The Method Actors - This is Still It - Albums - Reviews - Soundblab

The Method Actors - This is Still It

by Rich Morris Rating:6 Release Date:2010-03-22

Among the first wave of post-punk bands to emerge from the unlikely scene in Athens, Georgia which formed around a collection of party-going students, artists and weirdoes in the late-70s/early-80s, The Method Actors comprised Vic Varney (guitar/vocals) and David Gamble (drums/vocals).

The cultural milieu from which they sprang also nurtured REM, The B-52s and Pylon, bands who each went on to secure varying degrees of success: stadium and heritage rock immortality for REM, chart success followed by eternal cultdom for The B-52s. Pylon, meanwhile, will always be cherished by a small but gradually growing faction of punk-funk enthusiasts. The Method Actors, on the other hand, are ones of those bands who always find a place at the end of comprehensive lists, i.e. "REM emerged from the Athens, Georgia scene which also included (several bands) and The Method Actors". In short, fame did not await them. But will this compilation of the cream of their two albums and four EPs (the first of which was titled This is It, hence this compilations title) go someway to redressing the balance?

Well, it should do, because the music here is undoubtedly fine, its mixture of post punk, punk-funk, no wave, new wave and mutant disco utterly superlative. But you can't help feeling that the sounds made by The Method Actors are perhaps a little surplus and inessential to 21st century ears. It's not just that this stuff has been relentlessly plundered by every musically literate band over the last decade, although that's a big part of it. Certainly, it's not hard to find plenty of music being made right now which sounds just like songs The Method Actors wrote 30-odd years ago. Listening to the taunt, chiming guitar of opening track 'Do the Method' or the sparse, cranky funk of 'She', you can't help wondering if the post-punk revival's latest cause célèbre, Lonelady, has been taking inspiration from this band.

It's hard to tell for sure, since the other thing that blunts the impact of this music for any serious music fan is that a lot of it sounds very similar to a lot of other music that was being made around the same time. From our privileged, choice-saturated vantage point, with all the reissues and deluxe additions of previously hard to find treasures we can access at the touch of a button, there's just nothing new to discover here, from the nervy jangle that opens 'Do the Method', so redolent of early REM, to the dissonant, choppy dynamics of 'Can't Act' and 'Distortion', which could have come from Pylon, Magazine, Wire, Minutemen, early Siouxsie and the Banshees, early Cure or several other concurrent or almost concurrent acts. Unlike the similarly recently exhumed recordings of Patrick Cowley & Jorge Socarras' Catholic, which felt like discovering a secret thread connecting your favorite 70s and 80s bands, This is Still it feel like an addendum to the text you already have rather than a newly recovered gospel.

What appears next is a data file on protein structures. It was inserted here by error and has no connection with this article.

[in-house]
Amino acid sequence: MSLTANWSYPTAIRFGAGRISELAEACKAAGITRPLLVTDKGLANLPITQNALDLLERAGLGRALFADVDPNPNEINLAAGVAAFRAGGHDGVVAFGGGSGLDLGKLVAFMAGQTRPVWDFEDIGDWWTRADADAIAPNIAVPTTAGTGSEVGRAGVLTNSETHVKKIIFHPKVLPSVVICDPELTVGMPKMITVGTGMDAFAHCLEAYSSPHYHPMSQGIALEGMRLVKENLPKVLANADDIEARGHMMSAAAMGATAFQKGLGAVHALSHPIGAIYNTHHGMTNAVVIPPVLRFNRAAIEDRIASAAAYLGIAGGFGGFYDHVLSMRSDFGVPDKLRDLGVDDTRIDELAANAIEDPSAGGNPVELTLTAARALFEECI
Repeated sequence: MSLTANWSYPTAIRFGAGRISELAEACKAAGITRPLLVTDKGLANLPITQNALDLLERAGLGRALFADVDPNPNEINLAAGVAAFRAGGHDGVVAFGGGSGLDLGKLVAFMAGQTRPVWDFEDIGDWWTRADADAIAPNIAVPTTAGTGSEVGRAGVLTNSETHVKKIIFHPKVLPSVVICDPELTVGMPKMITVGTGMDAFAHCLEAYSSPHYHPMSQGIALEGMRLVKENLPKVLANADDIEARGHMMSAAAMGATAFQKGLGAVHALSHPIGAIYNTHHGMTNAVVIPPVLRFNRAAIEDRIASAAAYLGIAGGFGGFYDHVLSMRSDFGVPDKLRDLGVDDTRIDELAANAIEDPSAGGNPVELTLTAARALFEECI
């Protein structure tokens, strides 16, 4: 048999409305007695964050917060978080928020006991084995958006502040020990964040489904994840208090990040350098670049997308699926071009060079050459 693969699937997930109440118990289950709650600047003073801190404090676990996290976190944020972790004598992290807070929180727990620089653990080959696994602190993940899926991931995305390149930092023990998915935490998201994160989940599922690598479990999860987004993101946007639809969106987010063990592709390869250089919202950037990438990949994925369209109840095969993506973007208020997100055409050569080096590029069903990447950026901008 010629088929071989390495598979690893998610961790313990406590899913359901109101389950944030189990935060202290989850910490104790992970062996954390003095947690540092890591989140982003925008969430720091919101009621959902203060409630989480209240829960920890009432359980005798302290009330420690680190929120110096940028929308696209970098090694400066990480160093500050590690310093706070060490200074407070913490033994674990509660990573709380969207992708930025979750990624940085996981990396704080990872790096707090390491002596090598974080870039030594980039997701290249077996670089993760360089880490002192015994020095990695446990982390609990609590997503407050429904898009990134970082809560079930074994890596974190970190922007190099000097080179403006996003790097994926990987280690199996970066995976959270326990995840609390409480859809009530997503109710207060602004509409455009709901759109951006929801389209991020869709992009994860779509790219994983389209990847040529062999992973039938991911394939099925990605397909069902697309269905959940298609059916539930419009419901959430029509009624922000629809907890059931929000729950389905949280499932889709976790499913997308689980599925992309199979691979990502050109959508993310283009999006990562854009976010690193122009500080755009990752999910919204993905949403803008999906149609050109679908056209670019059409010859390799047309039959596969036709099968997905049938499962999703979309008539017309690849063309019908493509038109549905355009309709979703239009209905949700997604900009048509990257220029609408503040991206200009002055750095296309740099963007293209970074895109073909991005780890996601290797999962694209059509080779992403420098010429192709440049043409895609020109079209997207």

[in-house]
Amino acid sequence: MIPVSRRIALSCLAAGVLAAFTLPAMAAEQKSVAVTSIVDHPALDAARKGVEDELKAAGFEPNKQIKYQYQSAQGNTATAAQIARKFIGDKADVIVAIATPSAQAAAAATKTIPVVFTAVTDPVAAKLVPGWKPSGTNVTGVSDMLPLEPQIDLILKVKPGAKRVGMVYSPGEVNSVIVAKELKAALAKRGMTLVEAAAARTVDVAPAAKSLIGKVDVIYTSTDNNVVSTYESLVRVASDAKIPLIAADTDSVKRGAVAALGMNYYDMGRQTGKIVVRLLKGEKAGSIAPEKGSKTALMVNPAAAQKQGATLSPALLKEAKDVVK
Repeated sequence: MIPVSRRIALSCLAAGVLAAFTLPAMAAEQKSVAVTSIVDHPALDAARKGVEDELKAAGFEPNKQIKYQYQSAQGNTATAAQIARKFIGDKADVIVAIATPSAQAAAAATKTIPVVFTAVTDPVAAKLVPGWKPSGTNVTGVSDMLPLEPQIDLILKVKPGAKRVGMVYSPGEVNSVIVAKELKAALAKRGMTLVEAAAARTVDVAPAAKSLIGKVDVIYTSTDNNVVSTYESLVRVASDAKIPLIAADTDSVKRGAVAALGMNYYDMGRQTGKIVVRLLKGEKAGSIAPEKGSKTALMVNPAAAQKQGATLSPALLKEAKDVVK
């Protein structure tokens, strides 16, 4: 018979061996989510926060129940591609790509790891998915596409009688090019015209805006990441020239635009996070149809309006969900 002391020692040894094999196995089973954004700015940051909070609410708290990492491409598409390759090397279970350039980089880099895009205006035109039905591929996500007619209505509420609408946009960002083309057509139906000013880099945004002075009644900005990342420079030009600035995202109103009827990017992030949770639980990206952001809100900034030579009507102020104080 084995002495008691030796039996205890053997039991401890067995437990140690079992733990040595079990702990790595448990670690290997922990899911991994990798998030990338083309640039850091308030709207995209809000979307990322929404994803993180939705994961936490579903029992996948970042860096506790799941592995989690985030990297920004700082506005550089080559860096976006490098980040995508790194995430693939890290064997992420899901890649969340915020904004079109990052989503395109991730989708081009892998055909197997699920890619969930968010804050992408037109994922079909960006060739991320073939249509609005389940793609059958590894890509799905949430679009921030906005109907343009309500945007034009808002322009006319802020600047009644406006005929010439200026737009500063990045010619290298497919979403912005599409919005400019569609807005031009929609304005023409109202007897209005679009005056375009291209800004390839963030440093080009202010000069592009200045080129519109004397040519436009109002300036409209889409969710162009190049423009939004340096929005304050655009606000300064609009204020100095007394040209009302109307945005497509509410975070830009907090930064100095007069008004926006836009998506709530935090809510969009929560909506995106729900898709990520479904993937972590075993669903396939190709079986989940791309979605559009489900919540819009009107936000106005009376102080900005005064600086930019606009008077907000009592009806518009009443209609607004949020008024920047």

That's not say the music here isn't good, because it is. For those to whom such things matter, this compilation helps give a fuller picture of the great splenetic outburst of music, art and fashion that occurred at the end of that otherwise rather dog-eared decade, the 1970s. That said, once you've absorbed the first few tracks here, you will have the measure of The Method Actors' sound. Although later tracks do indulge in the gloss of 80s studio sound, unlike many of their contemporaries, The Method Actors apparently never felt a burning need to spruce up their sound with synths and drum machines. That said, if itchy, minimalist punk-funk is your favorite noise, one listen to This is Still it will send you off to hog's heaven.

Richard Morris

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